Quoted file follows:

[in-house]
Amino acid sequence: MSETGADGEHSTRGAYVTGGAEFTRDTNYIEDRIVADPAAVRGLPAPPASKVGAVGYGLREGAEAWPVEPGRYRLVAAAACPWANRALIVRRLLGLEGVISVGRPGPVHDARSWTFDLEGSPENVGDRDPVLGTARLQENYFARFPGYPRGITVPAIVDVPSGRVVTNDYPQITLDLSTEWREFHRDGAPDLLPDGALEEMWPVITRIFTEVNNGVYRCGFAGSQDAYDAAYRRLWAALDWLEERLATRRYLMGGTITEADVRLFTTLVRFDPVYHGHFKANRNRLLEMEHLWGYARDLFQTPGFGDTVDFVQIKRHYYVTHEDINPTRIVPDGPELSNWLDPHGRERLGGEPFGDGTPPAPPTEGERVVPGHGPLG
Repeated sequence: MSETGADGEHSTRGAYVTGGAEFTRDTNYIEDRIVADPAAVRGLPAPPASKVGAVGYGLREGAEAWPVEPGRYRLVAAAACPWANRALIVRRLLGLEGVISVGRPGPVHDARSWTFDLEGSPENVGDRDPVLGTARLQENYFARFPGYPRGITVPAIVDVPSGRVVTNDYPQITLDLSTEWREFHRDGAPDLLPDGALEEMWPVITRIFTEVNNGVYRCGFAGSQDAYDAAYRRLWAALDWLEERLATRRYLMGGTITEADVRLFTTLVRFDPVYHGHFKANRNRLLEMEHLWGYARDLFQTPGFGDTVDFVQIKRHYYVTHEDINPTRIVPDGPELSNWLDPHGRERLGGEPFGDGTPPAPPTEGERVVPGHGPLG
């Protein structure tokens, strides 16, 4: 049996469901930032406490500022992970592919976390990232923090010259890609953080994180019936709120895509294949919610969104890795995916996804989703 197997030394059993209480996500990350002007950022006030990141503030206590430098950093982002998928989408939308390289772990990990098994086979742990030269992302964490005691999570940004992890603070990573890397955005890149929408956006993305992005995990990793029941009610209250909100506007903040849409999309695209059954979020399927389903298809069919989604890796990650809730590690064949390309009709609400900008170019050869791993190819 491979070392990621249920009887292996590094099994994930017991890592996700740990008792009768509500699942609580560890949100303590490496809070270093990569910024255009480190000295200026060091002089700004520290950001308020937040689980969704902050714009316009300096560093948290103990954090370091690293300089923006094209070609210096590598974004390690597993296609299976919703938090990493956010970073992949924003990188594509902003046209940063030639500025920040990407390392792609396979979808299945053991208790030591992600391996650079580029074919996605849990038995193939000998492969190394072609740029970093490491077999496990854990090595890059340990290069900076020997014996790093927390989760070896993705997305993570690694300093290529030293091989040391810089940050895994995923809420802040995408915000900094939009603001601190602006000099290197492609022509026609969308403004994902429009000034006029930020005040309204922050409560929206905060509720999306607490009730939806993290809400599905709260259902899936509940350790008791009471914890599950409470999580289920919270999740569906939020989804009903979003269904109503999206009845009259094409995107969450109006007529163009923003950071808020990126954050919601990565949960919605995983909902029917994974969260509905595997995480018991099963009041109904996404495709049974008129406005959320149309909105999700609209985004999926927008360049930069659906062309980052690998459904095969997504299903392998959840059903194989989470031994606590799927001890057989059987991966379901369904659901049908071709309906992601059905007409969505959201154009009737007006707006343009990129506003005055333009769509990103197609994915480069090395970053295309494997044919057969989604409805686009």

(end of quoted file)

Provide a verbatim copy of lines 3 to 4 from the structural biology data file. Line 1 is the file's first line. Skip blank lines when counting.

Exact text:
Repeated sequence: MSETGADGEHSTRGAYVTGGAEFTRDTNYIEDRIVADPAAVRGLPAPPASKVGAVGYGLREGAEAWPVEPGRYRLVAAAACPWANRALIVRRLLGLEGVISVGRPGPVHDARSWTFDLEGSPENVGDRDPVLGTARLQENYFARFPGYPRGITVPAIVDVPSGRVVTNDYPQITLDLSTEWREFHRDGAPDLLPDGALEEMWPVITRIFTEVNNGVYRCGFAGSQDAYDAAYRRLWAALDWLEERLATRRYLMGGTITEADVRLFTTLVRFDPVYHGHFKANRNRLLEMEHLWGYARDLFQTPGFGDTVDFVQIKRHYYVTHEDINPTRIVPDGPELSNWLDPHGRERLGGEPFGDGTPPAPPTEGERVVPGHGPLG
């Protein structure tokens, strides 16, 4: 049996469901930032406490500022992970592919976390990232923090010259890609953080994180019936709120895509294949919610969104890795995916996804989703 197997030394059993209480996500990350002007950022006030990141503030206590430098950093982002998928989408939308390289772990990990098994086979742990030269992302964490005691999570940004992890603070990573890397955005890149929408956006993305992005995990990793029941009610209250909100506007903040849409999309695209059954979020399927389903298809069919989604890796990650809730590690064949390309009709609400900008170019050869791993190819 491979070392990621249920009887292996590094099994994930017991890592996700740990008792009768509500699942609580560890949100303590490496809070270093990569910024255009480190000295200026060091002089700004520290950001308020937040689980969704902050714009316009300096560093948290103990954090370091690293300089923006094209070609210096590598974004390690597993296609299976919703938090990493956010970073992949924003990188594509902003046209940063030639500025920040990407390392792609396979979808299945053991208790030591992600391996650079580029074919996605849990038995193939000998492969190394072609740029970093490491077999496990854990090595890059340990290069900076020997014996790093927390989760070896993705997305993570690694300093290529030293091989040391810089940050895994995923809420802040995408915000900094939009603001601190602006000099290197492609022509026609969308403004994902429009000034006029930020005040309204922050409560929206905060509720999306607490009730939806993290809400599905709260259902899936509940350790008791009471914890599950409470999580289920919270999740569906939020989804009903979003269904109503999206009845009259094409995107969450109006007529163009923003950071808020990126954050919601990565949960919605995983909902029917994974969260509905595997995480018991099963009041109904996404495709049974008129406005959320149309909105999700609209985004999926927008360049930069659906062309980052690998459904095969997504299903392998959840059903194989989470031994606590799927001890057989059987991966379901369904659901049908071709309906992601059905007409969505959201154009009737007006707006343009990129506003005055333009769509990103197609994915480069090395970053295309494997044919057969989604409805686009």